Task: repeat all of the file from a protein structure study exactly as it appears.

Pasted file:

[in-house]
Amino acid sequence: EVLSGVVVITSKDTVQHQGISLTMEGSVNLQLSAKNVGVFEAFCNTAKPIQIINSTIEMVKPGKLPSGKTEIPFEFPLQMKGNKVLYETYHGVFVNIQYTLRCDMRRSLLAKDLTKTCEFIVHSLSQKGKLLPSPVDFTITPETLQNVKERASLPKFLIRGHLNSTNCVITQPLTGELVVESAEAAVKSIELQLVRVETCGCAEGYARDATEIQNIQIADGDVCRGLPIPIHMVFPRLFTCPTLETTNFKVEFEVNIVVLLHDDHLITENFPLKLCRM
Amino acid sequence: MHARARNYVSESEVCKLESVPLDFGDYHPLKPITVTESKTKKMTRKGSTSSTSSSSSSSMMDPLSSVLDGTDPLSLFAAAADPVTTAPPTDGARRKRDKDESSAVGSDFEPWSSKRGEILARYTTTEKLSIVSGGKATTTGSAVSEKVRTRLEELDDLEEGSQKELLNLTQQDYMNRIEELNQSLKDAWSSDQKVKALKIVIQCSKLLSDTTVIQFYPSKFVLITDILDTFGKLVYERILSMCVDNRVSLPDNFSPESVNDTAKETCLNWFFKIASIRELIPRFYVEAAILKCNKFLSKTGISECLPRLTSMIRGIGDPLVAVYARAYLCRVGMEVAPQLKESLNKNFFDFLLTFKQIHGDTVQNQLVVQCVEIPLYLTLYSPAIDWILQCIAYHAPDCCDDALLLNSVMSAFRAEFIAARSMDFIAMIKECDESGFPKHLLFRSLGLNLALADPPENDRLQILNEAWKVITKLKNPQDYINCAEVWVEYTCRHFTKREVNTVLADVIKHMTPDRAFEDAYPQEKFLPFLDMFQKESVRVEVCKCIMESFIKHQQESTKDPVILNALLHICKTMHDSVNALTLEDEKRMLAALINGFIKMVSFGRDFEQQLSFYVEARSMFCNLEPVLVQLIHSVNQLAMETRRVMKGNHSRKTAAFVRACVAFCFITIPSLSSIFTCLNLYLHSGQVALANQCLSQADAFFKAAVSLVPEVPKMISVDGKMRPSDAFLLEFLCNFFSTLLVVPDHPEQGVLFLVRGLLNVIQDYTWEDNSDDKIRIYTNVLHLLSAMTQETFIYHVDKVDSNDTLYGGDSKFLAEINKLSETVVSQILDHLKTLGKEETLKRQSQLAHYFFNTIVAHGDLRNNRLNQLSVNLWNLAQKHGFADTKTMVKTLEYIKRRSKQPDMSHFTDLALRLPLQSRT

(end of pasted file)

[in-house]
Amino acid sequence: EVLSGVVVITSKDTVQHQGISLTMEGSVNLQLSAKNVGVFEAFCNTAKPIQIINSTIEMVKPGKLPSGKTEIPFEFPLQMKGNKVLYETYHGVFVNIQYTLRCDMRRSLLAKDLTKTCEFIVHSLSQKGKLLPSPVDFTITPETLQNVKERASLPKFLIRGHLNSTNCVITQPLTGELVVESAEAAVKSIELQLVRVETCGCAEGYARDATEIQNIQIADGDVCRGLPIPIHMVFPRLFTCPTLETTNFKVEFEVNIVVLLHDDHLITENFPLKLCRM
Amino acid sequence: MHARARNYVSESEVCKLESVPLDFGDYHPLKPITVTESKTKKMTRKGSTSSTSSSSSSSMMDPLSSVLDGTDPLSLFAAAADPVTTAPPTDGARRKRDKDESSAVGSDFEPWSSKRGEILARYTTTEKLSIVSGGKATTTGSAVSEKVRTRLEELDDLEEGSQKELLNLTQQDYMNRIEELNQSLKDAWSSDQKVKALKIVIQCSKLLSDTTVIQFYPSKFVLITDILDTFGKLVYERILSMCVDNRVSLPDNFSPESVNDTAKETCLNWFFKIASIRELIPRFYVEAAILKCNKFLSKTGISECLPRLTSMIRGIGDPLVAVYARAYLCRVGMEVAPQLKESLNKNFFDFLLTFKQIHGDTVQNQLVVQCVEIPLYLTLYSPAIDWILQCIAYHAPDCCDDALLLNSVMSAFRAEFIAARSMDFIAMIKECDESGFPKHLLFRSLGLNLALADPPENDRLQILNEAWKVITKLKNPQDYINCAEVWVEYTCRHFTKREVNTVLADVIKHMTPDRAFEDAYPQEKFLPFLDMFQKESVRVEVCKCIMESFIKHQQESTKDPVILNALLHICKTMHDSVNALTLEDEKRMLAALINGFIKMVSFGRDFEQQLSFYVEARSMFCNLEPVLVQLIHSVNQLAMETRRVMKGNHSRKTAAFVRACVAFCFITIPSLSSIFTCLNLYLHSGQVALANQCLSQADAFFKAAVSLVPEVPKMISVDGKMRPSDAFLLEFLCNFFSTLLVVPDHPEQGVLFLVRGLLNVIQDYTWEDNSDDKIRIYTNVLHLLSAMTQETFIYHVDKVDSNDTLYGGDSKFLAEINKLSETVVSQILDHLKTLGKEETLKRQSQLAHYFFNTIVAHGDLRNNRLNQLSVNLWNLAQKHGFADTKTMVKTLEYIKRRSKQPDMSHFTDLALRLPLQSRT